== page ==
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Life History of A Star

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Overview

Supernova
Kristin Folger feels like she's on another planet. Her body keeps changing shape. Her mother wants her to dress like a girl. Her best friend's dating a weirdo. And there's a ghost in the attic that no one wants to talk about.
In the era of Watergate, the Vietnam War, and David Bowie, fourteen-year-old Kristin navigates the external and internal changes that come at top speed. The Life History of a Star is Kristin's sometimes comical, ...

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Overview

Supernova
Kristin Folger feels like she's on another planet. Her body keeps changing shape. Her mother wants her to dress like a girl. Her best friend's dating a weirdo. And there's a ghost in the attic that no one wants to talk about.
In the era of Watergate, the Vietnam War, and David Bowie, fourteen-year-old Kristin navigates the external and internal changes that come at top speed. The Life History of a Star is Kristin's sometimes comical, sometimes cynical, always thoughtful diary about what her life has been like since the ghost arrived. It takes a lot of time and an unforgettable family therapy session for Kristin to begin to learn who the ghost was — and who he still is. And where on earth she fits in.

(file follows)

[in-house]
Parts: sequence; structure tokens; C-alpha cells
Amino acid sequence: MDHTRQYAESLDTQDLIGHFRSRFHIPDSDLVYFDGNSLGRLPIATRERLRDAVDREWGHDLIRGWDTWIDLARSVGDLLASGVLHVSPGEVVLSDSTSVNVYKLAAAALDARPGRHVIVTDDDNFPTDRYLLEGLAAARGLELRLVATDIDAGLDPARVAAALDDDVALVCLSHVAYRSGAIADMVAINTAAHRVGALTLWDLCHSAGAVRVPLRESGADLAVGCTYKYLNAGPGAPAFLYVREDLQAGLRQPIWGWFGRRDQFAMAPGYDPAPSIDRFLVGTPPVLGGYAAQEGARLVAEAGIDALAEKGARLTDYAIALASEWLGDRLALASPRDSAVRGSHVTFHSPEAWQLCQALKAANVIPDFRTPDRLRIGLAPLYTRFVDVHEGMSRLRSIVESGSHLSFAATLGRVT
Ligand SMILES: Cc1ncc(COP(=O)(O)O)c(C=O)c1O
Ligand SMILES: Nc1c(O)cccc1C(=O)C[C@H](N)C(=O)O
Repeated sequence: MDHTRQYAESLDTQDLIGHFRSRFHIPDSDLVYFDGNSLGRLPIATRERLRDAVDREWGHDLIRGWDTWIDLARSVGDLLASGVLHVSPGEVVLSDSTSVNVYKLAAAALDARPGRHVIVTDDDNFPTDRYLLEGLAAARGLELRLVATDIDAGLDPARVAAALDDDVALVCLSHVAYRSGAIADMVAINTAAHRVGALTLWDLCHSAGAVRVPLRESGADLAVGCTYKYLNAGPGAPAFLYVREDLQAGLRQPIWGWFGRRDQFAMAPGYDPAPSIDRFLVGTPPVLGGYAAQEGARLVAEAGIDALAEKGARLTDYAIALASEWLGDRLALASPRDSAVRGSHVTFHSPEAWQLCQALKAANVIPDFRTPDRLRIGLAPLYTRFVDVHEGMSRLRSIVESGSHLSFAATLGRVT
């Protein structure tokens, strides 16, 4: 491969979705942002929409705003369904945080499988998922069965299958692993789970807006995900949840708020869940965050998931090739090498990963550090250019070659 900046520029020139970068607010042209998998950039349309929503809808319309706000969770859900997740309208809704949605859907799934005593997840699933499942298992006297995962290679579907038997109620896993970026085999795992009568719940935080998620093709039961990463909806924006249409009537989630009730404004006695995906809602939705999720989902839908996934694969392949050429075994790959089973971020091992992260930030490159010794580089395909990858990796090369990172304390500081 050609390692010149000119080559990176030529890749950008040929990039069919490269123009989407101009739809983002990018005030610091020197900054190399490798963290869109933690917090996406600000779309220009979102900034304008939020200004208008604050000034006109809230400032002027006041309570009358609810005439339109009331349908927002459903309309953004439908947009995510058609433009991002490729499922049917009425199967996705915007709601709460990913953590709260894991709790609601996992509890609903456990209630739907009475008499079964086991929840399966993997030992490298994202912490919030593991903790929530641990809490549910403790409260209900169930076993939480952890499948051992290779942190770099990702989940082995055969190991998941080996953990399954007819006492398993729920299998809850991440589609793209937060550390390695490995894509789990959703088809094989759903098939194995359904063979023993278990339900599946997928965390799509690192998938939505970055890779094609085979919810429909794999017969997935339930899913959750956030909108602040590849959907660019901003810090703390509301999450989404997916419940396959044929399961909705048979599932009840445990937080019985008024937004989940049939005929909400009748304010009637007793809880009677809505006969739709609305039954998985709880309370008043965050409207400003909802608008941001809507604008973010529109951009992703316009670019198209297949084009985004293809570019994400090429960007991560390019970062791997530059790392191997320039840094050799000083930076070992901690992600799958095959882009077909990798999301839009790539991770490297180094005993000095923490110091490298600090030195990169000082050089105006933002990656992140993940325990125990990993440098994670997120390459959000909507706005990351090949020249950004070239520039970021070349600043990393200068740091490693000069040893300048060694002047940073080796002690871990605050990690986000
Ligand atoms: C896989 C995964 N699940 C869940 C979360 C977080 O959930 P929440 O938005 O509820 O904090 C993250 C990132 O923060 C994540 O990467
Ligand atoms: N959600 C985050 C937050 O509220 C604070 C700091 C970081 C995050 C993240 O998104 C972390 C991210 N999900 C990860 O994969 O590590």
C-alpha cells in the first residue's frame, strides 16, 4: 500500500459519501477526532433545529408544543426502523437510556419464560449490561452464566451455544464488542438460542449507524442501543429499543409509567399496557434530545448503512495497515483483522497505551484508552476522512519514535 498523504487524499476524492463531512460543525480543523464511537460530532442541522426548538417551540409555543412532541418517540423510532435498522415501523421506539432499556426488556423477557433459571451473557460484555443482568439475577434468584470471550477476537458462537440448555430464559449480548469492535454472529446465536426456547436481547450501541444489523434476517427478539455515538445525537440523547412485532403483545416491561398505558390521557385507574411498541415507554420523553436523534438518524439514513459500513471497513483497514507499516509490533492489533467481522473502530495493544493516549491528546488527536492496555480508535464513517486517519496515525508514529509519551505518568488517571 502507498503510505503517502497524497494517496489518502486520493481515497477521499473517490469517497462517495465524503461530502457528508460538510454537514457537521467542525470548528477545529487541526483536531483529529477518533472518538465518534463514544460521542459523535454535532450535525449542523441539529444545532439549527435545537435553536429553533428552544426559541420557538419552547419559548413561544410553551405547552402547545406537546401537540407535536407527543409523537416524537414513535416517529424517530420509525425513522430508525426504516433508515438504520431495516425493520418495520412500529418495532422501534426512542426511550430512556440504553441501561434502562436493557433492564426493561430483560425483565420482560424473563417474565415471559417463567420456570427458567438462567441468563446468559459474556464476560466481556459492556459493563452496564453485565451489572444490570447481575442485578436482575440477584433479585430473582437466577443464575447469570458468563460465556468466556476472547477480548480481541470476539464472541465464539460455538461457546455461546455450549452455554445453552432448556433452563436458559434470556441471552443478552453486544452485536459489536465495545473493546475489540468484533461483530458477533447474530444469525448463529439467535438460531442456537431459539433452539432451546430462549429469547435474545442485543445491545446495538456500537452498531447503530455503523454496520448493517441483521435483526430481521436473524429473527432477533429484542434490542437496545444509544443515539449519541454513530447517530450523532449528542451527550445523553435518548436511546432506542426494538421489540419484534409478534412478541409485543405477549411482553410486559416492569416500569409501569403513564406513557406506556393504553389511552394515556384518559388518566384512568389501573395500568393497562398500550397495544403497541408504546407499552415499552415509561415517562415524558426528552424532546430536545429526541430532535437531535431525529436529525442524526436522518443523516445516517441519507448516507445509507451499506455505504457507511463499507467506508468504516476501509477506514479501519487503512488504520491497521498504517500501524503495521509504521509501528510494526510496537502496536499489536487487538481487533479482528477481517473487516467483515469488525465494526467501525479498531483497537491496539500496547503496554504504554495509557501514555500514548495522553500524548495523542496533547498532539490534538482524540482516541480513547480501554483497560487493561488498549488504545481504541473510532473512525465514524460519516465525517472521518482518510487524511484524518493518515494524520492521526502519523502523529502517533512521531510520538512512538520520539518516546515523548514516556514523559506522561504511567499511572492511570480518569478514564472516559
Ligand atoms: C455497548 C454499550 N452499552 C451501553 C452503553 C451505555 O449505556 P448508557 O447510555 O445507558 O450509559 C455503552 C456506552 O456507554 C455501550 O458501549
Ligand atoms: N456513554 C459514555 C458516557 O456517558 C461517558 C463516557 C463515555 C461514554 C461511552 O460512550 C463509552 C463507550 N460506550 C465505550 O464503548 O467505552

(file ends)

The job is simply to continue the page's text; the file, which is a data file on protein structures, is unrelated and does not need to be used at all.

Caught up in the politics of her time and in the middle of a family who doesn't always understand her, Kristin makes a memorable journey through the byways of adolescence — all the way to the stars and back again.

For more than a year, fourteen-year-old Kristin uses her diary to record her confused thoughts about the physical changes brought on by adolescence and the emotional strain on her family of living with the "ghost" of her beloved older brother who was physically and mentally destroyed while serving in Vietnam.

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Editorial Reviews

From the Publisher
Annette Curtis Klause author of Blood and Chocolate and The Silver Kiss I really enjoyed The Life History of a Star. I gobbled it down! I recognize myself in Kristin Folger and I recognize all these kids; I knew them in high school. This is a compelling fragile mix of funny and hurt — a powerful portrayal of loss, and of a family in grieving, from the point of view of a sharp-witted teenaged girl, which creates a humorous, yet touching, and altogether real narrative. Tension and mystery are maintained in the midst of the description of everyday life, and the audience can laugh yet also read between the lines and sense the scary depths under the surface. I'll look forward to reading more by Kelly Easton.